Submitted to: Journal of Animal Science
Publication Type: Abstract Only
Publication Acceptance Date: March 2, 2011
Publication Date: July 10, 2011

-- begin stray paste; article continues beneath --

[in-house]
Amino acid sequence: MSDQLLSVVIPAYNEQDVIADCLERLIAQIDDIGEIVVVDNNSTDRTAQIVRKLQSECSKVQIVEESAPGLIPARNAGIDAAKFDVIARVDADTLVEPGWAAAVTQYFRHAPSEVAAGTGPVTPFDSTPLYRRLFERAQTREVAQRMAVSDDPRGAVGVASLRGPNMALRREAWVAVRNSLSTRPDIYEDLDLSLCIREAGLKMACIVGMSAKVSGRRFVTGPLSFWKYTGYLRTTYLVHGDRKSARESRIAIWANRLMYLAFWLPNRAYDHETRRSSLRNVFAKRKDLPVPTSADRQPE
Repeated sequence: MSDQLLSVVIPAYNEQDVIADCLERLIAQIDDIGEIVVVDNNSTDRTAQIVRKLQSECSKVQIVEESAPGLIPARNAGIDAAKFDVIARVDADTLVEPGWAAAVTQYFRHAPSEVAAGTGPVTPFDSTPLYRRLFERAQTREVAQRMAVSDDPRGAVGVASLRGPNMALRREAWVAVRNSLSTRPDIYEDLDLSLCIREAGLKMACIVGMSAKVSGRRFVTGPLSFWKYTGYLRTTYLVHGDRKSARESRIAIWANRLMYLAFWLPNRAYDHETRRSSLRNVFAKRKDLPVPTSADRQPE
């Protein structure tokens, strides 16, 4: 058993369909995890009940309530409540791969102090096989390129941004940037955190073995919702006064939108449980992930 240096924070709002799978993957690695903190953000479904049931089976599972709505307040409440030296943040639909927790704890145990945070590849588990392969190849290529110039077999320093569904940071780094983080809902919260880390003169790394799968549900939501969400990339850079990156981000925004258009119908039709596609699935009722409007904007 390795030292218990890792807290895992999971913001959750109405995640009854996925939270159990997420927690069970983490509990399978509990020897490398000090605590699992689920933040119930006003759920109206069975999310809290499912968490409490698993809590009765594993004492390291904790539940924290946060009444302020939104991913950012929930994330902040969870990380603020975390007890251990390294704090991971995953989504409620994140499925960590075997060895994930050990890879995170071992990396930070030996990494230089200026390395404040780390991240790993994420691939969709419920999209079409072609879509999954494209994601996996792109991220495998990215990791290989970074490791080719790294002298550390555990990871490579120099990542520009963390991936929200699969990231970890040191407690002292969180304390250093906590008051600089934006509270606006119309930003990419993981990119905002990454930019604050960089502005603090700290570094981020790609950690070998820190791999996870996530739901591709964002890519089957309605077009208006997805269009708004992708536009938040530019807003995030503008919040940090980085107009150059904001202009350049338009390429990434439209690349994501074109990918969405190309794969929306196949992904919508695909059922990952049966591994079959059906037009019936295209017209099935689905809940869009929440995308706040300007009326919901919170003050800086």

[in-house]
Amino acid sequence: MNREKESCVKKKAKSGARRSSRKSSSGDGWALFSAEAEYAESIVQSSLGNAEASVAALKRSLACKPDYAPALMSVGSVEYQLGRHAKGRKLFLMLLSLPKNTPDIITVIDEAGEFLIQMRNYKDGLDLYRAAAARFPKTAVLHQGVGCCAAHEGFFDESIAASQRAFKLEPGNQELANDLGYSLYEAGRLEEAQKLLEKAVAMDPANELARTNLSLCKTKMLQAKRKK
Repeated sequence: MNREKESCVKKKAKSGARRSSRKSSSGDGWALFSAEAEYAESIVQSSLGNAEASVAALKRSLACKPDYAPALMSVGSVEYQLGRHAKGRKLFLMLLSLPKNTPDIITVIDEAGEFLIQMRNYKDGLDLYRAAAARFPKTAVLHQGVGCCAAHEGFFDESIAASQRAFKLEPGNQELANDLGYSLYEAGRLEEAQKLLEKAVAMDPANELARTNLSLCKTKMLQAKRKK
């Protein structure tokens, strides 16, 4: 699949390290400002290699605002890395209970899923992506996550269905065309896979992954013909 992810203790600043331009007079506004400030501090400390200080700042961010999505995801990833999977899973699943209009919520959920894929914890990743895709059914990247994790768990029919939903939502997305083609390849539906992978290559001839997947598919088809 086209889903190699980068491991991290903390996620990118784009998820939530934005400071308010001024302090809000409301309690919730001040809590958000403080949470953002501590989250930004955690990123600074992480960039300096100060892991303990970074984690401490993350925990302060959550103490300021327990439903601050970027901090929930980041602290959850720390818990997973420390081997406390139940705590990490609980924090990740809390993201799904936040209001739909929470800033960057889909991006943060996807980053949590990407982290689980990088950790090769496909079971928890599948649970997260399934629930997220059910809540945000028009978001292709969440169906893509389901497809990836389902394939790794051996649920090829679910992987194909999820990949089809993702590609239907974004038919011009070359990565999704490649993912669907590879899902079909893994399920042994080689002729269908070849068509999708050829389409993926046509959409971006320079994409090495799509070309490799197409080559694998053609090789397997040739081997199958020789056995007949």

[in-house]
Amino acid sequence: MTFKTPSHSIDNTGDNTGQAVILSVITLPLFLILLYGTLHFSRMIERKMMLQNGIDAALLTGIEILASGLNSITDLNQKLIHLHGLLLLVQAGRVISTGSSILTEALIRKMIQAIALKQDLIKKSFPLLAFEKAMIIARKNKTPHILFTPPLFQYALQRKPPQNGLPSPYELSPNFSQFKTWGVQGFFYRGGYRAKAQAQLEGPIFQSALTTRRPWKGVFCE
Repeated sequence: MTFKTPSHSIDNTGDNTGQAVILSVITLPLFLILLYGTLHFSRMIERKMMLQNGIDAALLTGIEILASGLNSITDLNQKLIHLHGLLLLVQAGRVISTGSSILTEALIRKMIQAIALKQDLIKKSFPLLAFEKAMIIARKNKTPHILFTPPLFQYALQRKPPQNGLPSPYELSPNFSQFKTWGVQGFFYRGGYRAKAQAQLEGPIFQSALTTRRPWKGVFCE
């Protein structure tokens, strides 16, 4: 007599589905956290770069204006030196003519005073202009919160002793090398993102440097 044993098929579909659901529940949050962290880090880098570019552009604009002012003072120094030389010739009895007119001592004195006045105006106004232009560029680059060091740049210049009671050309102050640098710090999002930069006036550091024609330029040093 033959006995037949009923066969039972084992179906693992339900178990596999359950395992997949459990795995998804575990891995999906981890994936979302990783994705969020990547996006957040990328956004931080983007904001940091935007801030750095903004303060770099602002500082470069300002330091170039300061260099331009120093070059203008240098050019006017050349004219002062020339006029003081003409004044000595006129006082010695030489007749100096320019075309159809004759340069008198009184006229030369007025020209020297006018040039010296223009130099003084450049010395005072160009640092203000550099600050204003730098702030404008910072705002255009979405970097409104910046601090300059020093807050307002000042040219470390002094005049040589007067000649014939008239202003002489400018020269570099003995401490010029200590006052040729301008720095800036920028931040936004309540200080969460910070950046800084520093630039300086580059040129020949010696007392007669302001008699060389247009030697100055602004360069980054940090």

Citation: Rostagno, M.H., Eicher, S.D., Lay Jr, D.C. 2011. Does pre-slaughter stress affect pork safety risk?. Journal of Animal Science. 89 (E-Suppl. 1):430. Technical Abstract: Salmonella is the top food safety priority for the pork industry. Although contamination of pork occurs along the slaughter and processing line, infected live pigs entering the abattoir constitute the original Salmonella contamination source. However, the extent of carcass contamination is not only determined by the number of pigs infected, but also by the levels of Salmonella entering the abattoir in the intestinal tract of slaughtered pigs. Therefore, a series of experiments was conducted to determine if common stressors occurring prior to slaughter affect the prevalence and levels of Salmonella in market pigs. Initially, a field study was conducted to determine the effect of transportation and lairage on the frequency of Salmonella shedding in market pigs. A follow up study was conducted under controlled conditions to determine the effect of feed withdrawal and transportation on the levels of Salmonella in the intestinal tract of infected market-weight pigs. Finally, a third study was conducted to determine the effect of transportation and mixing with unfamiliar pigs on the susceptibility of market-weight pigs to Salmonella infection. In the first study, Salmonella shedding increased (P<0.05) from pre-transport (11.3%) to post-transport (20%), and from post-transport to post-lairage (42%). In the second study, feed withdrawal by itself or combined with transportation caused increased levels of Salmonella in the ileum (P<0.05), whereas only the combination of feed withdrawal and transportation caused increased levels of Salmonella in the cecum (P<0.05). In the third study, pigs subjected to transportation and/or mixing were colonized by higher (P<0.05) levels of Salmonella in the ileum, whereas only pigs subjected to both stressors combined were colonized by higher (P<0.05) Salmonella levels in the cecum. It is concluded that pre-slaughter stressors, such as transportation, feed withdrawal and mixing, affect pork safety risk by increasing frequency and levels of Salmonella in the intestinal tract of market-weight pigs.